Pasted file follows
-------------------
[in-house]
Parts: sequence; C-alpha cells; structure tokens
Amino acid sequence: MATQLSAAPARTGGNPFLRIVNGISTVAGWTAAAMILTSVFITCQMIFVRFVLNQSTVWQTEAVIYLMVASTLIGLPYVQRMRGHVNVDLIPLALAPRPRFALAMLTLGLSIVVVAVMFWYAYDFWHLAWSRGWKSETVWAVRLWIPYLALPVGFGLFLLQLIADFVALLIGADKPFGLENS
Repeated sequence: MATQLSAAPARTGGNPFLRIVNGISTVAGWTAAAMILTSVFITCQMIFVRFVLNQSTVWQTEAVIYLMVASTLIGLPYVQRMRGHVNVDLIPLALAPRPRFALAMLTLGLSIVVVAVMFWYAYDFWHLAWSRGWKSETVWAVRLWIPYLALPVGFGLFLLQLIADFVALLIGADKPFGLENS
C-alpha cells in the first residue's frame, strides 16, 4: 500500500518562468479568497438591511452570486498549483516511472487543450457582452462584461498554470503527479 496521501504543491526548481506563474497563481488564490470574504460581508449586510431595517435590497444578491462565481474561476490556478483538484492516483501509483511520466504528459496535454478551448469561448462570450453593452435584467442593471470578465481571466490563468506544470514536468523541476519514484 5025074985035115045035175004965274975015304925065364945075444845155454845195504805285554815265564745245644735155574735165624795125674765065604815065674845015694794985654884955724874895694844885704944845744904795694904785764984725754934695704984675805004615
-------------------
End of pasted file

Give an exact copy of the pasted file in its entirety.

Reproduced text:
[in-house]
Parts: sequence; C-alpha cells; structure tokens
Amino acid sequence: MATQLSAAPARTGGNPFLRIVNGISTVAGWTAAAMILTSVFITCQMIFVRFVLNQSTVWQTEAVIYLMVASTLIGLPYVQRMRGHVNVDLIPLALAPRPRFALAMLTLGLSIVVVAVMFWYAYDFWHLAWSRGWKSETVWAVRLWIPYLALPVGFGLFLLQLIADFVALLIGADKPFGLENS
Repeated sequence: MATQLSAAPARTGGNPFLRIVNGISTVAGWTAAAMILTSVFITCQMIFVRFVLNQSTVWQTEAVIYLMVASTLIGLPYVQRMRGHVNVDLIPLALAPRPRFALAMLTLGLSIVVVAVMFWYAYDFWHLAWSRGWKSETVWAVRLWIPYLALPVGFGLFLLQLIADFVALLIGADKPFGLENS
C-alpha cells in the first residue's frame, strides 16, 4: 500500500518562468479568497438591511452570486498549483516511472487543450457582452462584461498554470503527479 496521501504543491526548481506563474497563481488564490470574504460581508449586510431595517435590497444578491462565481474561476490556478483538484492516483501509483511520466504528459496535454478551448469561448462570450453593452435584467442593471470578465481571466490563468506544470514536468523541476519514484 5025074985035115045035175004965274975015304925065364945075444845155454845195504805285554815265564745245644735155574735165624795125674765065604815065674845015694794985654884955724874895694844885704944845744904795694904785764984725754934695704984675805004615